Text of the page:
Just how is the iPad more functional or easier to use than my Galaxy Tab?

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      1. So you run away from Apple products because there are way more 3rd party accessories for them? Uh, okay…

        Regarding, the ways in which the iPad is more functional and easier to use than your Tab, I can think of a few:
        - over 100,000 native apps for the iPad vs. 1,000 (?) for your Android tablet (functionality)
        - a huge selection of 3rd party *functional* accessories (vs. almost none for your Android tablet)
        - a 4:3 screen aspect ratio, providing much better usable screen area in all orientations (vs. your Android tablet’s widescreen aspect ratio)
        - the iPad’s Smart Cover for instant *automatic* on/off
        - the iPad’s consistently smooth 1:1 user interaction (vs. your Android tablet’s frequently balky, hesitant user interaction)
        - AirPlay for cable-free instant transfer of video and audio to your TV/home theater
        - AirPrint for built-in printing to dozens of different printer models
        - FaceTime for instant one-button video calling

        That should be enough to get you started, Rick. Apple’s “controlling” ways don’t seem so bad anymore, do they?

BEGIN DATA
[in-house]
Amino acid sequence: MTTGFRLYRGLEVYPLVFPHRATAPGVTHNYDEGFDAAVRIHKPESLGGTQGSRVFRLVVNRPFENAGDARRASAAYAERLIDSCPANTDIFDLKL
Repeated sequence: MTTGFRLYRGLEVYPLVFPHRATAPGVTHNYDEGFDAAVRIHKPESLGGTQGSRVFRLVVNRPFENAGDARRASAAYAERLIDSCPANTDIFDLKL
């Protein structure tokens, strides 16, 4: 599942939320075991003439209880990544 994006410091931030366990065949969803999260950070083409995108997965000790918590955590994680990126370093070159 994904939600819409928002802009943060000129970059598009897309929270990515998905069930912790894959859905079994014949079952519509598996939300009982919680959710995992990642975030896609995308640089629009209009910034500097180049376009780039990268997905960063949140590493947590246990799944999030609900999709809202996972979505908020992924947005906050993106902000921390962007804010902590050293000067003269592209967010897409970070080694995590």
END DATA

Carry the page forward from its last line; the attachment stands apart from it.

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  3. i know people with all kinds of tablets. a good share of ipad and kindle owners carry them around. the people i know with android tablets tends to use them only at home.

    i am not sure why this is.

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    1. interesting. . .
      the people I know with ipads use them as baby sitting devices mainly. . .

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      1. The people I know with iPads don’t have babies and are airline pilots, medical professionals, or executives mainly…

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      2. You hang out with losers, apparently. Not that I’m terribly surprised.

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    2. John Harrington, Jr. Monday, October 31, 2011

      Learn the distinctions between the top tablets on the market–witness the beatdown on November 15th and possibly win a free iPad 2 or Kindle Fire: http://bit.ly/vzTZK9

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  4. I have an iPad and Galaxy Tab 10.1. I find that the iPad is better for games and the Tab is better for things I do, like stock charting, which requires Flash about everywhere, and all of Google’s services. Also, Verizon’s 4G on the Tab beats the pants off my iPad 2, which can also connect to Verizon’s 3G. I think that as processing power increases, Android has a shot of gaining significant market share because the OS is designed to take advantage of it in a much broader way compared with iOS.